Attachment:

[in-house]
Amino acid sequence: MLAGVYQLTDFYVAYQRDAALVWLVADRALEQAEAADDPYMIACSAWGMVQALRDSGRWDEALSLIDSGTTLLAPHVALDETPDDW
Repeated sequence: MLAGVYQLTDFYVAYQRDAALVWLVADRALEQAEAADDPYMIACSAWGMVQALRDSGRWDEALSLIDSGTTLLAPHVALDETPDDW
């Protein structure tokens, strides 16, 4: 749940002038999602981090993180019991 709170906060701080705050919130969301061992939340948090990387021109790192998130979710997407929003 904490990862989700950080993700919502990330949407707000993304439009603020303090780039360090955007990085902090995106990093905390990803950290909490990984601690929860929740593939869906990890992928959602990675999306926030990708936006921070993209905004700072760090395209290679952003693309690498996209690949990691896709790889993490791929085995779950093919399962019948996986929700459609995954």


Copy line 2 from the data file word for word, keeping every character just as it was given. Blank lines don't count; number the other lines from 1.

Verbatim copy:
Amino acid sequence: MLAGVYQLTDFYVAYQRDAALVWLVADRALEQAEAADDPYMIACSAWGMVQALRDSGRWDEALSLIDSGTTLLAPHVALDETPDDW